“We are proud of Suzanna and all of our student government officers,” said Rikalo, who doubles at Wildcat Life’s coordinator. “They serve a very important role at WNC and make the college experience better for all of our students. Their commitment to student government and WNC are very appreciated.”

Earlier this semester, Stankute and other ASWN officers were presented with the unexpected opportunity to meet with Gov. Steve Sisolak. During his tour of campus at the outset of fall semester, Sisolak visited the Student Center and took the time to chat with ASWN members about their college experience at WNC and what their goals are.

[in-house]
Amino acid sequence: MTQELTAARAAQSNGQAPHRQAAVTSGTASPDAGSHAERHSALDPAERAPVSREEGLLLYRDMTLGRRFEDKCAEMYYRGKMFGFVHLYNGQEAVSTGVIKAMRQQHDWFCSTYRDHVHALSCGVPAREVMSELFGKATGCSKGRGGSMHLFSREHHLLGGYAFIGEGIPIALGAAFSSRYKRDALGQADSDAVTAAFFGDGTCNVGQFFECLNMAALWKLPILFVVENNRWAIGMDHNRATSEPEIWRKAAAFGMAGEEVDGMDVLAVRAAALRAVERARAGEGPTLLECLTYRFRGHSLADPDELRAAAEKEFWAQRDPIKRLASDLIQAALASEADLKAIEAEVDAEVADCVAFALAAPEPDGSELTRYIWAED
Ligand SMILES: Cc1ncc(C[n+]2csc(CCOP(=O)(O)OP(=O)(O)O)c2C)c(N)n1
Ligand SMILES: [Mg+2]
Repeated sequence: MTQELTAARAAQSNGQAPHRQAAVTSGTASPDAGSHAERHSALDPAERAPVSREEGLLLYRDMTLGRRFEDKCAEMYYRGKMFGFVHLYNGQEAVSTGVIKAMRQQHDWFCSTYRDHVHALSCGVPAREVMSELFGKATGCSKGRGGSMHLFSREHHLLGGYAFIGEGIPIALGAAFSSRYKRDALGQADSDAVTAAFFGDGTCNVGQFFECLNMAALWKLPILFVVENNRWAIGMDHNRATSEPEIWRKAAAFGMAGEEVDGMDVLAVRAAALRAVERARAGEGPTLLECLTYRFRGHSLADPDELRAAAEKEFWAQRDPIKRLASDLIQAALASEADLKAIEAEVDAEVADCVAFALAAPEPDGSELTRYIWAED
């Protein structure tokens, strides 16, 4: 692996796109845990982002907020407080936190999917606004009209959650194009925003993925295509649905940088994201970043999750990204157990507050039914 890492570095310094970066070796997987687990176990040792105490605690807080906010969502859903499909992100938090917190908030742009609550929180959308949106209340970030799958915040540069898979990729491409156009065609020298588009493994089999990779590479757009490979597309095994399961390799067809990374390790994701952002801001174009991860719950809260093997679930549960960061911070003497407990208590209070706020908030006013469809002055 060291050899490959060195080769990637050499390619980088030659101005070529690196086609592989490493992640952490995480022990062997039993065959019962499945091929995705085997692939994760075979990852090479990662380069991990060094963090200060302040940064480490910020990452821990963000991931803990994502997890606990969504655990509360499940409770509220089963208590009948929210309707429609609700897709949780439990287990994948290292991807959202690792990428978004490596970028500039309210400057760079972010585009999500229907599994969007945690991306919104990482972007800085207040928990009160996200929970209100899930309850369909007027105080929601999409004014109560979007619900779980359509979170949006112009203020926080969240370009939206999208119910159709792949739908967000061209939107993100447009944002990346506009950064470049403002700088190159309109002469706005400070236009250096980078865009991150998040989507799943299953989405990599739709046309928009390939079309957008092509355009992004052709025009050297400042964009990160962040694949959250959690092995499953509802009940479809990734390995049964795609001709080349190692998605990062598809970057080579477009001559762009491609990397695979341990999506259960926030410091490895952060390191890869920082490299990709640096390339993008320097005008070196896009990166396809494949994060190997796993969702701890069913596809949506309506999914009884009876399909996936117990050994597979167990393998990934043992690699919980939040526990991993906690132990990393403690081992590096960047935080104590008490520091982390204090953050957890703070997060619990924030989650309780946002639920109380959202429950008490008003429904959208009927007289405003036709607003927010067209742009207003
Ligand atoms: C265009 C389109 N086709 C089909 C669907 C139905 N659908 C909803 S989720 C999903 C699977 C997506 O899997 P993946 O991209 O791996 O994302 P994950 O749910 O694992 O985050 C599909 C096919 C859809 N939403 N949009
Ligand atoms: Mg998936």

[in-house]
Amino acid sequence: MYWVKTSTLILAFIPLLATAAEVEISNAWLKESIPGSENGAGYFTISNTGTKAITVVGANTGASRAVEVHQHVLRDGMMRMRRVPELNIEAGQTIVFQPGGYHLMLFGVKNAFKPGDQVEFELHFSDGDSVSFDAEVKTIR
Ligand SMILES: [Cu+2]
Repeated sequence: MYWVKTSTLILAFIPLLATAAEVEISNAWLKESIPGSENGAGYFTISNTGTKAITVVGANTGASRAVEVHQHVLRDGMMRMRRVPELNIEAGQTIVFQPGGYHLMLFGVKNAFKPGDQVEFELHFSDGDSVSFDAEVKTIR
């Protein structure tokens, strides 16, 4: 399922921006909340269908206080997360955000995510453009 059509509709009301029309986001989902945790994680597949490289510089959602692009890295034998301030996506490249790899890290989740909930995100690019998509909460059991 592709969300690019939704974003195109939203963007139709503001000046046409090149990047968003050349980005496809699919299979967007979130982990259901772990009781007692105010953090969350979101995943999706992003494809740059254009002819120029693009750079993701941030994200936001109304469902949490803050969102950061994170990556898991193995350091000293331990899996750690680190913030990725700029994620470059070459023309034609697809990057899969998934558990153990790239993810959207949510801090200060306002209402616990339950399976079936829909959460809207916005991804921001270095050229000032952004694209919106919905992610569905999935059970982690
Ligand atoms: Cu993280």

“Gov. Sisolak's visit was amazing!” Stankute said. “He toured the Student Center with an emphasis on the Wildcat Reserve, and kindly sat down with a group of students. It was really great to get a chance to talk to him and hear his thoughts on WNC and his plans for the state. It felt good as a student to have a political figure take an interest in the students.”

Like many of the WNC student presidents before her, Stankute spent a year learning about student government, building a rapport with other students with the same interests, before pursuing the presidency.

“ASWN offered me a new look into WNC’s campus,” she said. “I learned about different initiatives and resources that are offered to students. I found that ASWN offered a unique community and I felt welcomed by the group. I noticed the wide impact that ASWN has on WNC’s students and wanted to see how I could help that.”